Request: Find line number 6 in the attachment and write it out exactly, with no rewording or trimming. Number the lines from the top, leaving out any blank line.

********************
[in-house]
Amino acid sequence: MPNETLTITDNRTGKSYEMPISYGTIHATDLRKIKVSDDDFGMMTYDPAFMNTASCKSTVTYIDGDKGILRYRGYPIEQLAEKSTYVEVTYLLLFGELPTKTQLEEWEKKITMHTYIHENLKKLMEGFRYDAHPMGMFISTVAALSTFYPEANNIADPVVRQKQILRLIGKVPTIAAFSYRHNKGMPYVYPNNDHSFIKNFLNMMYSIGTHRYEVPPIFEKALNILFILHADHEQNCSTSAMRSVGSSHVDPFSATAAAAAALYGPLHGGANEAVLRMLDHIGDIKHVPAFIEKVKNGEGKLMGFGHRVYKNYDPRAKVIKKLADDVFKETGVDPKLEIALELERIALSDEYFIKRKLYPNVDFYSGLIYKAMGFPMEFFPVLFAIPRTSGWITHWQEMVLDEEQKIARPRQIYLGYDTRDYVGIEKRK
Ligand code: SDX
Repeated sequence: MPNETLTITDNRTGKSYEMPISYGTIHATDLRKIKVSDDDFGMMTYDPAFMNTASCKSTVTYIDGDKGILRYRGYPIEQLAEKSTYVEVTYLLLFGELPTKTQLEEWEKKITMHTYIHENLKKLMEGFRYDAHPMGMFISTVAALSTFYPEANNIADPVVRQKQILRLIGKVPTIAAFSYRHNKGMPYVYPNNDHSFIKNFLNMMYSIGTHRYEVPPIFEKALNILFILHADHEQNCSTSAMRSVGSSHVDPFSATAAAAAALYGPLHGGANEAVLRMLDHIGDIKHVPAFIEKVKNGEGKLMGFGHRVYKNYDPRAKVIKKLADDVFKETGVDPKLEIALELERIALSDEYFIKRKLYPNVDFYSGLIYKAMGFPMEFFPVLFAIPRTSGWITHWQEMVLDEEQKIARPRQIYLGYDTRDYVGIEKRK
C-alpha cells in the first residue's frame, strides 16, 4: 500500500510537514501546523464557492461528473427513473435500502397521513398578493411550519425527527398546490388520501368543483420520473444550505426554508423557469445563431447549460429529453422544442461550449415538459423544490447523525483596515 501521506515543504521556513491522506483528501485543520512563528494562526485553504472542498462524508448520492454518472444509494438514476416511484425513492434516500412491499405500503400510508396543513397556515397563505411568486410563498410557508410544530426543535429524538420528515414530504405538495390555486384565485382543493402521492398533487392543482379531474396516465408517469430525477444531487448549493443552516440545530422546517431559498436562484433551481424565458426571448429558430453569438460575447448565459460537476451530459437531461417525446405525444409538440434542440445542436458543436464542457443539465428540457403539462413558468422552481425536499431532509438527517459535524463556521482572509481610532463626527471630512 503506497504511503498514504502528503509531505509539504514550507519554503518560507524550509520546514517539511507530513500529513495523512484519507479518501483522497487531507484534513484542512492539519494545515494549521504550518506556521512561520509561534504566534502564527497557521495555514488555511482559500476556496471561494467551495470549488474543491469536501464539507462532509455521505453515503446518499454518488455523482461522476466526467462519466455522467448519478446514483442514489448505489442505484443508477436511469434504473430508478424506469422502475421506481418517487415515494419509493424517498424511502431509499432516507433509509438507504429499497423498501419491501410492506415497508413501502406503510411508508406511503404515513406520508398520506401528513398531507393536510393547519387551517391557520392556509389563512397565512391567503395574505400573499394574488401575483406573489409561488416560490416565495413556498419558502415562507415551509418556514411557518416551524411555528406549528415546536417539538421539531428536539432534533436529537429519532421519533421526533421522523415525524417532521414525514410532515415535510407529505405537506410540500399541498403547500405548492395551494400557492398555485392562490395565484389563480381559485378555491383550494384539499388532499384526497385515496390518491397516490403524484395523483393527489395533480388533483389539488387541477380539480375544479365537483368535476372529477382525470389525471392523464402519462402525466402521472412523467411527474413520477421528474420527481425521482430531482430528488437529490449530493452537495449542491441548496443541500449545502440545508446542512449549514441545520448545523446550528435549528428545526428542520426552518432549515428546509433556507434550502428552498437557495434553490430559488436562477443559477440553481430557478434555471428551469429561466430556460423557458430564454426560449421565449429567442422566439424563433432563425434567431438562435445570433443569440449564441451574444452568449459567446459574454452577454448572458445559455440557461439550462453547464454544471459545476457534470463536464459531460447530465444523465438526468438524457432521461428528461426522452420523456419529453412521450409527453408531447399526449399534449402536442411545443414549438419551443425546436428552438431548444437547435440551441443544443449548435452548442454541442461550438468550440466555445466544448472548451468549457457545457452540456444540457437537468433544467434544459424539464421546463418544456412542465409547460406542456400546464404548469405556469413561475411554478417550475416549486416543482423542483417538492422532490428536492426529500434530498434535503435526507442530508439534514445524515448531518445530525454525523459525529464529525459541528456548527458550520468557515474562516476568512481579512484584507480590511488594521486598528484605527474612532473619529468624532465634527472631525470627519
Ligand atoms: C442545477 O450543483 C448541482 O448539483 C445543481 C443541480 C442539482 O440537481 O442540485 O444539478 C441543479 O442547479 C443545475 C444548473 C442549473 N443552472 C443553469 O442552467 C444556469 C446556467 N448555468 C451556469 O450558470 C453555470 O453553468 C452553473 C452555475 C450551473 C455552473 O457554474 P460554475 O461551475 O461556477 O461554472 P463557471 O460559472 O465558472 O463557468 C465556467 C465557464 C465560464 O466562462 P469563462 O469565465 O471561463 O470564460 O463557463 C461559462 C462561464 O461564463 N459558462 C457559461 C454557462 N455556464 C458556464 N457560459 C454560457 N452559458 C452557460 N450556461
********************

Ligand atoms: C442545477 O450543483 C448541482 O448539483 C445543481 C443541480 C442539482 O440537481 O442540485 O444539478 C441543479 O442547479 C443545475 C444548473 C442549473 N443552472 C443553469 O442552467 C444556469 C446556467 N448555468 C451556469 O450558470 C453555470 O453553468 C452553473 C452555475 C450551473 C455552473 O457554474 P460554475 O461551475 O461556477 O461554472 P463557471 O460559472 O465558472 O463557468 C465556467 C465557464 C465560464 O466562462 P469563462 O469565465 O471561463 O470564460 O463557463 C461559462 C462561464 O461564463 N459558462 C457559461 C454557462 N455556464 C458556464 N457560459 C454560457 N452559458 C452557460 N450556461